Stevens's stance has made it tough for some to get a handle on just what it is he's doing. "The traditional corners don't know what to make of me," he says, and at the same time, "people that want to hire me over the phone are like, 'Blues? We don't do much blues.' They think it's all down-and-out or shuffles." To help remedy some of that confusion, two years ago Stevens adopted a new term for his music: world blues. "It was a mistake," he says. "World blues? What the hell is that? It sounded like some hippie-dippy Telluride label, so I just recently changed it back to 'folk blues' on my Web site and my promo. That's what I do. Hopefully I'm just Ben Stevens, and I'm playing 'Ben Stevens' music."
Lately, it doesn't appear to matter a whole lot just what Stevens calls it: People are digging his sound. Acoustic bluesman John Hammond certainly knows a thing or two about good dobro playing, and he's played with Stevens on a number of occasions. "Ben is a very good player," Hammond says, "and a real nice guy." The roster of other living legends with whom Stevens has played includes such heavies as Piedmont-style greats Cephas & Wiggins and revered Virginian picker John Jackson. This July, Stevens will be sharing a bill with these three-chord icons when he appears at the Centrum's Port Townsend Country Blues Festival in Port Townsend, Washington. The players will also be joining Stevens on the faculty of the festival's blues workshops. Stevens will teach a class on finger-picking.
"His inclusion here is based on his strong talent and total fascination with the music," says Warren Argo, the Country Blues Festival's program manager. "He's his own man -- he writes his own tunes and he's got his own ideas. But what makes him so interesting to us is the fact that he's taken so naturally to the older styles. He's also a process template," Argo adds. "Other people see him and see that you can be a brash young white kid from the city, in a modern time, and wind up with a deep appreciation and deep love for the old styles. And the love makes you authentic."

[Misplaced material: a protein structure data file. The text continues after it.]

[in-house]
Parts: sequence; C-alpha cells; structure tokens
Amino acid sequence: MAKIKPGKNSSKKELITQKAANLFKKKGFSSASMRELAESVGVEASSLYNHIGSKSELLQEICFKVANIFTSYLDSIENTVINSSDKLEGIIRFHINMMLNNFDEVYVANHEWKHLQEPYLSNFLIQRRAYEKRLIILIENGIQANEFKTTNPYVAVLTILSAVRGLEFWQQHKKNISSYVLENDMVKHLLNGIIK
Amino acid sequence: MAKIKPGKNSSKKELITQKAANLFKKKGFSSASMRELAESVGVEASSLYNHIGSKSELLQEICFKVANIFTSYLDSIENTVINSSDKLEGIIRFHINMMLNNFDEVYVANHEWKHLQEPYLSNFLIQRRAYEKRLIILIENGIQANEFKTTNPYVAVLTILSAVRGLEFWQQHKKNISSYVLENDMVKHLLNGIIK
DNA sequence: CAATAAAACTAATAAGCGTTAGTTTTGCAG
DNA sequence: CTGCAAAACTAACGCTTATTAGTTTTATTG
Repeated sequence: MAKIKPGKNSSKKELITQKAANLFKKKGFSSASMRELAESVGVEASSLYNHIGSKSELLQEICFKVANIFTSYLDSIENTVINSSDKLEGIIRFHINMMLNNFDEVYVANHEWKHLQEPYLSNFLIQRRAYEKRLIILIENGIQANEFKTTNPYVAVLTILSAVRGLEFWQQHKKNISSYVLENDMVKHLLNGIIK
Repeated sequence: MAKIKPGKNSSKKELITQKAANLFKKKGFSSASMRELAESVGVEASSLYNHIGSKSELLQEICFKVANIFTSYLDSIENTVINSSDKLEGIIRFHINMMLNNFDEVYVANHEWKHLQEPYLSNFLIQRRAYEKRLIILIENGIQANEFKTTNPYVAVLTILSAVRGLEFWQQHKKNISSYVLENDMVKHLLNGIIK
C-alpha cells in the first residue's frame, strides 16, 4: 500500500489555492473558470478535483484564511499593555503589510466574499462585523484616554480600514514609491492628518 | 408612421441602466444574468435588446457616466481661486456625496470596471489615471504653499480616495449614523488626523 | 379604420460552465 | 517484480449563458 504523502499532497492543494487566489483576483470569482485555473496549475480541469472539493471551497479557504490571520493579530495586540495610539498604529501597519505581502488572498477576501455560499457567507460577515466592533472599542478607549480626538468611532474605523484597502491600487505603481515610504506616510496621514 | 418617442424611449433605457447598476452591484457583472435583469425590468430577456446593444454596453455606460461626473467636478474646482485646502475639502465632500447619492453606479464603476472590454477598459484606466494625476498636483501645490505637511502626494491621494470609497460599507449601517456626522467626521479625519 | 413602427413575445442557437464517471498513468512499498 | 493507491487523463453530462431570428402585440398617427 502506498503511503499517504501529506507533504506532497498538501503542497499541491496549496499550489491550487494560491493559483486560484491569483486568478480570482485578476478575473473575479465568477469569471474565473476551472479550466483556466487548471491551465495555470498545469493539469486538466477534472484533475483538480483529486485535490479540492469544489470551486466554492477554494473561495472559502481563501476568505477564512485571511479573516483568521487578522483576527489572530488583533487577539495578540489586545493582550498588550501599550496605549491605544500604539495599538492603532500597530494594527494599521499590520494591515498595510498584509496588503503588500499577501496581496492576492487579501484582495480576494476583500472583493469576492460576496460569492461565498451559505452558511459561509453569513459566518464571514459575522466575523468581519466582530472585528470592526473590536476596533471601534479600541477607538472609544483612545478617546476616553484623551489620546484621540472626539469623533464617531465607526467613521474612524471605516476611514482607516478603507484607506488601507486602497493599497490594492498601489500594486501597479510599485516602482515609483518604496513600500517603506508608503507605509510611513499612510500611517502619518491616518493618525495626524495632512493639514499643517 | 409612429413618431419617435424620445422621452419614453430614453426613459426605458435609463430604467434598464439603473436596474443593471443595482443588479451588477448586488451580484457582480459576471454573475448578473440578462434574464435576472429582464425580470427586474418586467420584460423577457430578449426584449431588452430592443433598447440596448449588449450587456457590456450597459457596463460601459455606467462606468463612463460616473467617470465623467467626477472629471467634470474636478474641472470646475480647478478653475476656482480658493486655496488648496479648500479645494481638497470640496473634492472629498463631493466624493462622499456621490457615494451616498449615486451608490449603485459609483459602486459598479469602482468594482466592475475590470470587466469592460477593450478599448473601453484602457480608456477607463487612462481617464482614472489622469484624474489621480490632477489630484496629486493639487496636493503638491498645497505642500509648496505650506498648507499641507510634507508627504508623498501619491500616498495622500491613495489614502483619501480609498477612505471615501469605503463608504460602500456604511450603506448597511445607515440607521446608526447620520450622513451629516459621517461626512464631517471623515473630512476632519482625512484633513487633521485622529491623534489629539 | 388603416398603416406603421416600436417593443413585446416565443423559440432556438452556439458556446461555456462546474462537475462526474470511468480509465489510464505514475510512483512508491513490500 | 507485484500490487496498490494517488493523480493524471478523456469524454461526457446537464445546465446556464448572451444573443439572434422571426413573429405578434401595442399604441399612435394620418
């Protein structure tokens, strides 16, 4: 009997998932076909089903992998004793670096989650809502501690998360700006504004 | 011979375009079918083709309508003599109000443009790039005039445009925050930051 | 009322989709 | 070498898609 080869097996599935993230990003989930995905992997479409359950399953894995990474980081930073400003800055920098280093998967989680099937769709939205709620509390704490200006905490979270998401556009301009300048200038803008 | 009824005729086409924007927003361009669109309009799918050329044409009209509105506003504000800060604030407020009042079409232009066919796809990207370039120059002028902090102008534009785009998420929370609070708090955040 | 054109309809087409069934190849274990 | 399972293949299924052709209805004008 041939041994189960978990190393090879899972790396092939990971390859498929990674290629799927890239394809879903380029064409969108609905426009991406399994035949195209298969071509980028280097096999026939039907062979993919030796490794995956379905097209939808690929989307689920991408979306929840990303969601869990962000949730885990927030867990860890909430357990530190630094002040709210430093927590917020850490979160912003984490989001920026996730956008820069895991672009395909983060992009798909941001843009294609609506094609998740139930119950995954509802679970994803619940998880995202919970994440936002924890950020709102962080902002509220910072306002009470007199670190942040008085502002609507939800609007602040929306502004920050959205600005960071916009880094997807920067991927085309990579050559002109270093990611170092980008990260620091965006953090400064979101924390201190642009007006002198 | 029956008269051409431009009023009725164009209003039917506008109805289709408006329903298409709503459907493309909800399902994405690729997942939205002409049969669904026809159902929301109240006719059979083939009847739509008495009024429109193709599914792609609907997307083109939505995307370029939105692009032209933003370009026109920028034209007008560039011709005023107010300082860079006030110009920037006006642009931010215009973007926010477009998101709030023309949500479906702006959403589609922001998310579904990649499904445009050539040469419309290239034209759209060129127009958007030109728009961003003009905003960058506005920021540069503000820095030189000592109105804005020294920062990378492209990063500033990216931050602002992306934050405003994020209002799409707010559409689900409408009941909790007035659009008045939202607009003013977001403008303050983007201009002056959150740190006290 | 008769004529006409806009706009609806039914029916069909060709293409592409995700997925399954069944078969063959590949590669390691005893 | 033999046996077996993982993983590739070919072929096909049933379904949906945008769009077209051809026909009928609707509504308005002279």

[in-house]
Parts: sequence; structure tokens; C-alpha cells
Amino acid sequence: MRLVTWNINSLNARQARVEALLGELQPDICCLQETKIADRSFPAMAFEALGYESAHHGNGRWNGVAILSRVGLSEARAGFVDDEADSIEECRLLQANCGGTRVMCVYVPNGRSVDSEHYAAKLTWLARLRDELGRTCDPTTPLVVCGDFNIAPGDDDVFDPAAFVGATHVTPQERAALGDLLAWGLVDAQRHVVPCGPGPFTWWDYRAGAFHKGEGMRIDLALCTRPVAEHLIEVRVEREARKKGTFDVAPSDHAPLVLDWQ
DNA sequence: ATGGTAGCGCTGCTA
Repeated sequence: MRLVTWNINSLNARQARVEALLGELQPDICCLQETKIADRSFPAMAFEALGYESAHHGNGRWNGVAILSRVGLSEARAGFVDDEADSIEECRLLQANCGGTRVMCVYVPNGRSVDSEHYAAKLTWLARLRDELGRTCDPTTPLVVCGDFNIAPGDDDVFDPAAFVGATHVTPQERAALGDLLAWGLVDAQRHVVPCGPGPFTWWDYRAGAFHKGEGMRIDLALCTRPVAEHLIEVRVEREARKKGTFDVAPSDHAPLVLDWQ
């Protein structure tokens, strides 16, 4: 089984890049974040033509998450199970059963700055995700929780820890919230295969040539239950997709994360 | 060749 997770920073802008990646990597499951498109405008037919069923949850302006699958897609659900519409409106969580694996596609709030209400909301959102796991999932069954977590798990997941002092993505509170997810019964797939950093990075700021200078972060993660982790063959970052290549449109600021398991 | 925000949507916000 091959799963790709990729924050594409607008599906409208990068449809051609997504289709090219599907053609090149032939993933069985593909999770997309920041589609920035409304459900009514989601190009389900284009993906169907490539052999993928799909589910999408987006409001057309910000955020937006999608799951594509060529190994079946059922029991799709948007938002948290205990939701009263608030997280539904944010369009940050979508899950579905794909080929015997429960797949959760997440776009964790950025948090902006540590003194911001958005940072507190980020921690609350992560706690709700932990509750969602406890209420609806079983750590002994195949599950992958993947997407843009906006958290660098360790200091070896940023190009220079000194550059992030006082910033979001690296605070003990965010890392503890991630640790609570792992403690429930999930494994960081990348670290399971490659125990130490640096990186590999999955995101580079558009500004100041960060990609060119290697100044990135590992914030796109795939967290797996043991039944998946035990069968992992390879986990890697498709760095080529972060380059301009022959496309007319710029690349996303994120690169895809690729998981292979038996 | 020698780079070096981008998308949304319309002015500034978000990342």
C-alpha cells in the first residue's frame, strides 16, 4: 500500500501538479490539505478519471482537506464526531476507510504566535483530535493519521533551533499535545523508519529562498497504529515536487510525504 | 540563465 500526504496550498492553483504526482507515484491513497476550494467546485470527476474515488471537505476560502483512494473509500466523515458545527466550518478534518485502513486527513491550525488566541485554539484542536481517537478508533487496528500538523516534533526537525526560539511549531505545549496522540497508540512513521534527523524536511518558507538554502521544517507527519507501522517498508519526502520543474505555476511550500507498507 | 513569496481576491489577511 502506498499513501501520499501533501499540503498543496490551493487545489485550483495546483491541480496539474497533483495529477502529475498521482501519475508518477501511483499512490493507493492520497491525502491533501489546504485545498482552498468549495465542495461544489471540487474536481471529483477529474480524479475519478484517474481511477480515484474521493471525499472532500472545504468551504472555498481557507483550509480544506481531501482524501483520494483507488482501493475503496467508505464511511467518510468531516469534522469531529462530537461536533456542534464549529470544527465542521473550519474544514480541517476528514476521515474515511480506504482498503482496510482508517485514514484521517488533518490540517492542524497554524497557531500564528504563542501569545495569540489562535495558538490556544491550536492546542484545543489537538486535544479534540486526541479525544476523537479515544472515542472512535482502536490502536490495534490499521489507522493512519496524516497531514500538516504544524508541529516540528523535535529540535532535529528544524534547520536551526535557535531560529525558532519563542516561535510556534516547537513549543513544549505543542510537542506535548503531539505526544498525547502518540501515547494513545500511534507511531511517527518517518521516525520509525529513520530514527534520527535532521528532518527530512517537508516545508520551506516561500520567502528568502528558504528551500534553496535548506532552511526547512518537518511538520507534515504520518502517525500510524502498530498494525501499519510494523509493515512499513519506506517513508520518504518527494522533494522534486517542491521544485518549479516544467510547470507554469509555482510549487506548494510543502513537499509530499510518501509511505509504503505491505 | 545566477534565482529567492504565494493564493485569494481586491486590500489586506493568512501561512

Gibson Guitars has joined the Stevens camp, too. The guitar maker has provided Stevens with a prototype acoustic guitar to use and test in his travels. According to Gibson product specialist Bill Gonder, who works at the company's acoustic guitar plant in Bozeman, Montana, the company has been working with Stevens for several years, in part because of his good vibes and his musical obsessions. "He became a favorite of the plant," Gonder says. "He shows up and just takes over the place. And we like it that way." Gonder says Stevens's zeal and mileage-heavy schedule made him a good choice for road-testing the company's line of small-bodied, blues-friendly acoustic instruments.
"They love what I'm doing because I'm out there and I'm playing this kind of music," Stevens says. Besides, he and Gibson are facing similar obstacles today. "What's going to entice a child to play an instrument if his hero is scratching a turntable?" Stevens asks. "That's what Gibson is up against, and in a way, that's what I'm up against."
Stevens says he's also facing a public with a very short attention span that seems unable to focus and savor even the most timeless forms of American music. It's a group that also seems content to get its music secondhand through the media, recordings and the Internet, he contends. "People aren't going out as much anymore," he adds. "I mean, look at the national climate. You've gotta get Bob Dylan and Paul Simon out together on tour because that's what it takes to draw the people out, that sandwiching of the acts." And when they do come out, their reasons are sometimes suspect. "I was at the Dylan show last month," he says, "and you could tell there's a lot of people that go to concerts now to be seen and to hang out rather than to tune in and listen."